Long story short, a micro-economic perspective doesn't translate to macro-economics. Two key concepts in this space are: ecological facllacies, and the paradox of thrift.

Jon

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  Reply # 868732 30-Jul-2013 17:03
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minimoke: What crisis?

As I'm in Christchurch I can't talk about the Auckland market but if I do a quick and dirty search on trade me there are oodles of properties in Auckalnd for less than $300k. For example, theres a 4 bedroom 2 bathroom in Saint Johns going for $179,000


From what I understand Auckland has a lot of properties with land leases. Ie. you are buying the house and the right to rent the land. There have been a number of big cases recently where land rents have "unexpectedly risen" forcing out house owners...

The apartment complex across from Victoria Park in town is the classic example (apart from it leaking as well I think).

http://www.stuff.co.nz/business/4897248/Leasehold-ground-rent-strife-brewing

Jon

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  Reply # 868739 30-Jul-2013 17:12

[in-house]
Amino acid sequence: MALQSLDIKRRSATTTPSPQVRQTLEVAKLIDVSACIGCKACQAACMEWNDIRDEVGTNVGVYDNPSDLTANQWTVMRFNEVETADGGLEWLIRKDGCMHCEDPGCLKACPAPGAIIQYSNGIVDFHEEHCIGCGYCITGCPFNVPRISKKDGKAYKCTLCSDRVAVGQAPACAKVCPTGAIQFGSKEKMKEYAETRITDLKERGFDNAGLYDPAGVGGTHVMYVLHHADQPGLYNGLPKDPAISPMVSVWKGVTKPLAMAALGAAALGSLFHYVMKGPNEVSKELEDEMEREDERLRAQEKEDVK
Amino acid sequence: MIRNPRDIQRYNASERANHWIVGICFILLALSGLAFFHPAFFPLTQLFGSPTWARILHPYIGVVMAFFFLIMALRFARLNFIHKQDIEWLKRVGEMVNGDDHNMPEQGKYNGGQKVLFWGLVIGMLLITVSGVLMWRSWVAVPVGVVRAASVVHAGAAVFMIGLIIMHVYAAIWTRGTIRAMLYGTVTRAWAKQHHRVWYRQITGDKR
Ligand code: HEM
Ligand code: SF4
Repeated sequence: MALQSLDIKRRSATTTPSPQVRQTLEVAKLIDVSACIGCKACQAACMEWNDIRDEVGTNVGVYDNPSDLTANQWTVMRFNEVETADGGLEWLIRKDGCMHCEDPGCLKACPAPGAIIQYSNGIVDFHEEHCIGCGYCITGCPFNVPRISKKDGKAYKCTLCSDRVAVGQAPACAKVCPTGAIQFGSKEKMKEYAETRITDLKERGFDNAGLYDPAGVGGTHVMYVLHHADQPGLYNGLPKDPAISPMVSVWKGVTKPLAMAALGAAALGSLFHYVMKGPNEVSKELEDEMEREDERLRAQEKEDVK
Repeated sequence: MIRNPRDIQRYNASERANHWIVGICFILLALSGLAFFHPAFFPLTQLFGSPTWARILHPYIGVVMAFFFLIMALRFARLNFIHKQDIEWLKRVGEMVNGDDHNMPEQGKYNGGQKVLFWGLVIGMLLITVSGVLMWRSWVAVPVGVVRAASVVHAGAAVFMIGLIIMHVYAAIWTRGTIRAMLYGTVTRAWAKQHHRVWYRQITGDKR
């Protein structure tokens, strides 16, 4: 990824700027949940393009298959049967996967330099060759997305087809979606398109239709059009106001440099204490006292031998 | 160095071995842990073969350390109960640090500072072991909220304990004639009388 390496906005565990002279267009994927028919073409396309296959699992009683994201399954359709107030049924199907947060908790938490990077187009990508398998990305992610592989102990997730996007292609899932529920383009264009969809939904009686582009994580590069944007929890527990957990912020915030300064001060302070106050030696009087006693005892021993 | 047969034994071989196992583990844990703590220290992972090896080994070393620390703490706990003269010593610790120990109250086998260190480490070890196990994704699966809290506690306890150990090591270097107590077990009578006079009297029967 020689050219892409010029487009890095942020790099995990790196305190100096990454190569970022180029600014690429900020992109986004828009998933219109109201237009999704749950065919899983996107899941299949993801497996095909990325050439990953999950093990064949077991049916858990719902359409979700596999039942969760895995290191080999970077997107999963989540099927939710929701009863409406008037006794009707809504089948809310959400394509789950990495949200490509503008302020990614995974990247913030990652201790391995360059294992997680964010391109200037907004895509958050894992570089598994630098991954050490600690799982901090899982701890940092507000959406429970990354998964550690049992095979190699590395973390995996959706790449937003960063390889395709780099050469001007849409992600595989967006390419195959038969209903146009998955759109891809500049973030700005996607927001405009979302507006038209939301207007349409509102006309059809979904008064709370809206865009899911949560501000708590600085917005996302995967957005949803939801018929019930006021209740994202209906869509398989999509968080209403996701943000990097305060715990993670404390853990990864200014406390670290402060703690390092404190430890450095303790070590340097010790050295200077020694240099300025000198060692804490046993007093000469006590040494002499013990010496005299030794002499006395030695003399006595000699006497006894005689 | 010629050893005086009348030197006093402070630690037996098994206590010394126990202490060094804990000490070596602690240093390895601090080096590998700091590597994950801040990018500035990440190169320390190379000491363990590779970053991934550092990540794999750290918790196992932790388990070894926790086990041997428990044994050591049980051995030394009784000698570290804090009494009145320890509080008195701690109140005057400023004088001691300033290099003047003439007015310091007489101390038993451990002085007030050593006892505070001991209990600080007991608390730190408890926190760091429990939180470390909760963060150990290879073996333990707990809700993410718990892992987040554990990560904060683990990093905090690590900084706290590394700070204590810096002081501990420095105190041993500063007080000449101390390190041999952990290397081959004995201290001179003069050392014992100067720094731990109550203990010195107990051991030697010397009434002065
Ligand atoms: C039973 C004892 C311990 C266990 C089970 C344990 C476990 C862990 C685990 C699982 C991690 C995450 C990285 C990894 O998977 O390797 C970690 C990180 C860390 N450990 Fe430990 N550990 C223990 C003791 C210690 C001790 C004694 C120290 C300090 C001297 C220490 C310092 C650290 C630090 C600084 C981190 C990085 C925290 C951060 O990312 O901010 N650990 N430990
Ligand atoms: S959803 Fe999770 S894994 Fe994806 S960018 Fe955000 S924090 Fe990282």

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jonherries:
minimoke: What crisis?

As I'm in Christchurch I can't talk about the Auckland market but if I do a quick and dirty search on trade me there are oodles of properties in Auckalnd for less than $300k. For example, theres a 4 bedroom 2 bathroom in Saint Johns going for $179,000


From what I understand Auckland has a lot of properties with land leases. Ie. you are buying the house and the right to rent the land. There have been a number of big cases recently where land rents have "unexpectedly risen" forcing out house owners...

The apartment complex across from Victoria Park in town is the classic example (apart from it leaking as well I think).

http://www.stuff.co.nz/business/4897248/Leasehold-ground-rent-strife-brewing

Jon


Leasehold is right. The $179,000 property you quote is on leasehold land. Therefore you're basically paying rent and a (albeit) smaller mortgage.

Problem is that when property values accumulate, it's the value of the land that's going up, not of improvements on the land (unless you improve them further), so buying a leasehold property wont net you anywhere as much of a return, and you will find it harder to borrow against for the same reason.